Because my mother had twelve miscarriages before she had me, I was prescribed tiny pearl-like suppositories of progesterone before conception. Pills are medicine in miniature, poisons to save rather than kill us. A bottle of pills is toxic. We baby-proof our cabinets. But each pill, a daily tablet, swallowed with a sip of water can restore our bodies to their proper function. What else in miniature form is life-saving? Candles as opposed to fires. Small print. A hummingbird. Eyelashes. A pocketknife. For good or ill, it is Queen Mab who midwifes dreams with her cricket-bone whip. Is incorporating death in small doses also healthier, death in miniature? When I gave birth I chose to be numbed below the waist. A needle was placed in my epidural space. Needles even at their most intimidating can draw things into and out of us because they are miniature. I felt mine painfully, between contractions, in order that I might feel nothing. They help us not die and help us die.


We keep coins in our pockets even though they are heavier than our phones. We like pockets because they fit our hands and not much else. A miniature unlike the afterlife has limits, but like the afterlife it is so safe there is no such thing as safety. Dolls and angels don’t get raped or buy insurance. We tuck our baby teeth under pillows for fairies when we lose them. So that someone who cares might keep them. Someone who can exist unnoticed, someone who flies and is small. Someone who is willing to barter in the miniature: a toy, a silver dollar. The miniature is always useless and currency. In the case of baby teeth, they’re not much smaller than the teeth we hope to keep. Maybe we treasure them for this reason: they stay baby. We keep ashtrays and little dishes to make small things like keys and change and tickets feel more at home.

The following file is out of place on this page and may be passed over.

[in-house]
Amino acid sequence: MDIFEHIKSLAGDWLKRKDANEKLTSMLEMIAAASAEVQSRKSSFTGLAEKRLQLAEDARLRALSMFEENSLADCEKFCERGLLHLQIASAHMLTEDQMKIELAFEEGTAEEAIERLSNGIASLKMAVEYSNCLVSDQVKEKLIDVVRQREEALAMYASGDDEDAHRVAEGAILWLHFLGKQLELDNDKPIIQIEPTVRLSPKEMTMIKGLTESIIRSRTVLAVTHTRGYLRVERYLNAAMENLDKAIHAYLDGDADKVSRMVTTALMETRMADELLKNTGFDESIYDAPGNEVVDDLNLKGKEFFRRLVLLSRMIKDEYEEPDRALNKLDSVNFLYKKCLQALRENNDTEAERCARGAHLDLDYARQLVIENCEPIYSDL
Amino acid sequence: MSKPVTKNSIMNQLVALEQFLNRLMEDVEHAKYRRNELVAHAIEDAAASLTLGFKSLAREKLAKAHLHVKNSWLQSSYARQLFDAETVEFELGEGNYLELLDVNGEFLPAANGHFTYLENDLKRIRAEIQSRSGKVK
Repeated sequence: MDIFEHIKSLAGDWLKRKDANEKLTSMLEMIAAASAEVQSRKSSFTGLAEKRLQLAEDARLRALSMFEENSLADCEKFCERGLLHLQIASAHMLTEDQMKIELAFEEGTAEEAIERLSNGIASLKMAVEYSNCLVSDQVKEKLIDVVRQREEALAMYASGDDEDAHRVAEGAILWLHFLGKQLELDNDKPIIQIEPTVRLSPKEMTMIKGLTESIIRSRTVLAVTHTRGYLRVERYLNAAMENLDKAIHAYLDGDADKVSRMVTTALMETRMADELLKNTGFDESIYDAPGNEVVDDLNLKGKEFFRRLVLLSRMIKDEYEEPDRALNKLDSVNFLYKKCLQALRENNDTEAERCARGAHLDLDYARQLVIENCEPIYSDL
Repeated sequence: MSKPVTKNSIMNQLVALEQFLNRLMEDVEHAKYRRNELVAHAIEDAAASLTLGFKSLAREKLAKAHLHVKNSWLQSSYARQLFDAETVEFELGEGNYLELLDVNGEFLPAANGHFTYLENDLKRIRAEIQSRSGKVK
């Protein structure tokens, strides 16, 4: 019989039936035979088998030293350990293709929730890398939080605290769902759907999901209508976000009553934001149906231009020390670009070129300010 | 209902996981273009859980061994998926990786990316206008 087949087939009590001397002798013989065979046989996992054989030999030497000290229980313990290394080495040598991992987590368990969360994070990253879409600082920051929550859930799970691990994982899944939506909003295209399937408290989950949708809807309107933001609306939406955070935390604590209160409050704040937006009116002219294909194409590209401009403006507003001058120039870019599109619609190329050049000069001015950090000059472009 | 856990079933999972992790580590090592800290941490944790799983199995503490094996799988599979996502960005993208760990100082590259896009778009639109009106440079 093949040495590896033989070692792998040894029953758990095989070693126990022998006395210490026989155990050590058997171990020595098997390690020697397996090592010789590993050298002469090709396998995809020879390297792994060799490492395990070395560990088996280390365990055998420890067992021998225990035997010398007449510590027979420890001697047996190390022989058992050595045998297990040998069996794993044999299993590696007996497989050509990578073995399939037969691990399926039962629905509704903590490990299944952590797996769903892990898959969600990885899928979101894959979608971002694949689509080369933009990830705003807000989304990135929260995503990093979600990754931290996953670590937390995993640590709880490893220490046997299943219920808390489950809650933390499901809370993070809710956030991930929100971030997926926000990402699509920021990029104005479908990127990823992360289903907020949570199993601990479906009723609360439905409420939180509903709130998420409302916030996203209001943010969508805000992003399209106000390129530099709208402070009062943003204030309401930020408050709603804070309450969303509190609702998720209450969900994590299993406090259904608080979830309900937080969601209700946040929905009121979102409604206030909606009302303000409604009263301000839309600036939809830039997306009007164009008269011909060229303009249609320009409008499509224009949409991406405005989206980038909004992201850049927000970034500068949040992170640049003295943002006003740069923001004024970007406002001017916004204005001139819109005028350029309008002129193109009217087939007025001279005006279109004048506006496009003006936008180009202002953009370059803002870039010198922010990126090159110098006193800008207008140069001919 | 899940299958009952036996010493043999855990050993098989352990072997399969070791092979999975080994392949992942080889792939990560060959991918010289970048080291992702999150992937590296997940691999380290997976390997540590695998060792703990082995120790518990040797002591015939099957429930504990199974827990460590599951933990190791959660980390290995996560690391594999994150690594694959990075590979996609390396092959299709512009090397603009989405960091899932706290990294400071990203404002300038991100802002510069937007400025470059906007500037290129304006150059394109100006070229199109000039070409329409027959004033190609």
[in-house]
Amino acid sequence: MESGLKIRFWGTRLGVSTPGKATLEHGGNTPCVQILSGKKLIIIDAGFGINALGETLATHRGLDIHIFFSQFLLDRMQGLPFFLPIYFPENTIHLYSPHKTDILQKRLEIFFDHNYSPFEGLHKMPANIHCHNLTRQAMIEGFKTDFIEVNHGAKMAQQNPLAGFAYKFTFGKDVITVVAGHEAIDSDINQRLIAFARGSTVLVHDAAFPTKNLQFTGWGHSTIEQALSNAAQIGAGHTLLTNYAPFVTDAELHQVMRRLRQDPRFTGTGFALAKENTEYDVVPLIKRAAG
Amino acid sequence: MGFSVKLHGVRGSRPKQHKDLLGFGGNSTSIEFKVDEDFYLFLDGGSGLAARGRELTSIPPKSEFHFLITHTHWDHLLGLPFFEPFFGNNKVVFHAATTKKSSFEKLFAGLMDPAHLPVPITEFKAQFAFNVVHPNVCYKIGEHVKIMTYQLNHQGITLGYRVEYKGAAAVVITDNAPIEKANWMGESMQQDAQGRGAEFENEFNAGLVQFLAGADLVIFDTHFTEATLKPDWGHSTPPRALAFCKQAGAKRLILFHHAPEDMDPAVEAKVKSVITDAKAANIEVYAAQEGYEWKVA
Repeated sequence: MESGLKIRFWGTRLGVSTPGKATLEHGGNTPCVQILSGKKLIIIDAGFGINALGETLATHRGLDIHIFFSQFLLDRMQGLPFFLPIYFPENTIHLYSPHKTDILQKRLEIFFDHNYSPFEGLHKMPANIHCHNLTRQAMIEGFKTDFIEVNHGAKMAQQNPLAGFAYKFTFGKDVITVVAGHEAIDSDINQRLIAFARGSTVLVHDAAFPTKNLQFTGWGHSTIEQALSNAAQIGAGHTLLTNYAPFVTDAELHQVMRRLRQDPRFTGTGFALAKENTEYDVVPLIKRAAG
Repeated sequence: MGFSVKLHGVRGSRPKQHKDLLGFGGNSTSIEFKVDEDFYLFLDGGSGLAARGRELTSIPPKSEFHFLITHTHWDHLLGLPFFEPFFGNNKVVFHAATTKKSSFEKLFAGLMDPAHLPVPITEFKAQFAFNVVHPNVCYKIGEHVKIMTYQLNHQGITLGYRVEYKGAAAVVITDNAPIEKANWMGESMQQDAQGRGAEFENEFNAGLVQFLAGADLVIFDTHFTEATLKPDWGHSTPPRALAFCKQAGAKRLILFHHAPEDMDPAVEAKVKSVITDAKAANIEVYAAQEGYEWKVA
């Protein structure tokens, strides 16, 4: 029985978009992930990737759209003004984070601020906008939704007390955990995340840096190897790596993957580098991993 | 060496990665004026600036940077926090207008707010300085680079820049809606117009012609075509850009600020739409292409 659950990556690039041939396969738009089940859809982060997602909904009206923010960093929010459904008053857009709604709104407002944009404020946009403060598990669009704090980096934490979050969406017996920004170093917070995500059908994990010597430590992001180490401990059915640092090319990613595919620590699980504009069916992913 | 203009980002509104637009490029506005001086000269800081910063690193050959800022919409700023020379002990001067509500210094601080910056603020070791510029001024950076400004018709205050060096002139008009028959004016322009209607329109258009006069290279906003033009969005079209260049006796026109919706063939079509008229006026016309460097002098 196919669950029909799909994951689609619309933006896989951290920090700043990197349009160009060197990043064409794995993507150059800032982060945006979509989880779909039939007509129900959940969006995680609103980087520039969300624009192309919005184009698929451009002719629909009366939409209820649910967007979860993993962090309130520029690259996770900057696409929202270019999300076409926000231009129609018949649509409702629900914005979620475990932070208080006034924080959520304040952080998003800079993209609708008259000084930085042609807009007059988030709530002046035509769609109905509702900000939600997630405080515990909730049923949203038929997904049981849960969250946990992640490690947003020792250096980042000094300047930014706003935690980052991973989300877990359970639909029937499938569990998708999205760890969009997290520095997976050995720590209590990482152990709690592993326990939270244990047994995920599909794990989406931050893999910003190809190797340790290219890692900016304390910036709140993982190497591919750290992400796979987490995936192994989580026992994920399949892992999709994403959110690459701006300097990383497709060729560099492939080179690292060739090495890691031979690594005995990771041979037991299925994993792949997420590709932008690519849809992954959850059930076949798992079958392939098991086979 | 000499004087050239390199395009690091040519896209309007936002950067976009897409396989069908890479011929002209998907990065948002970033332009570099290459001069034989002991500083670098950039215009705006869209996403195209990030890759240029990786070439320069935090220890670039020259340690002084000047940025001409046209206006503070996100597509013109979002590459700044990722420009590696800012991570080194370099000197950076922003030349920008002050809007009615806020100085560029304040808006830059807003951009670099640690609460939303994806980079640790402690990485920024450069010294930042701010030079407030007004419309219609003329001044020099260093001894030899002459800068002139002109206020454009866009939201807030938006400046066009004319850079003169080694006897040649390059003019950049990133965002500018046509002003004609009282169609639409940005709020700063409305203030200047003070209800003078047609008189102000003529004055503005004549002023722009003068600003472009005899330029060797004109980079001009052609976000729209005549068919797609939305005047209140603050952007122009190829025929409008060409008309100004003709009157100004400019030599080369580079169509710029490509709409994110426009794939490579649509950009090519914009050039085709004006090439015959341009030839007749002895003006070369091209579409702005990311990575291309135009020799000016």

Jasper Johns has a painting titled Painting Bitten by a Man. It is to my mind a miniature though some might disagree. Maybe the Ur-miniature because it is exactly the size of the artist’s bite but feels like something both magnified and shrunken, without the other features of the face. In this somber encaustic with a central bite-mark, we have the miniature doing all of its work at once: it keeps the painting in process, the wax wet. It forces the painting to be done and undone, entered and ruined.  It is a form of expression and consumption, hunger and aggression, desire and hollowness. It makes art get beyond itself, the beautiful. It makes the human art. It is an entrance and exit into our bodies, a communion of artist and viewer, an offering and a threat. A disruption of perfection. A primitive communication. It is a way to keep the frame awake, alive, unfinished like the Greek statues, whose eyes were originally colored in. The painting reminds me of a gravestone, a death stele. The epitaph, a bite. What is a bite? A small part taken away and the act of taking it. A scream silenced by the waxy medium, a deadness subverted by a living appetite. The miniature allows the artifact to better encase its meaning—and alter it. It manifests emotion better than the life-sized. Scale has to be distorted, function disabled in order to expand Meaning. A communion wafer, an eyelash blown with wishes, a nano-chip.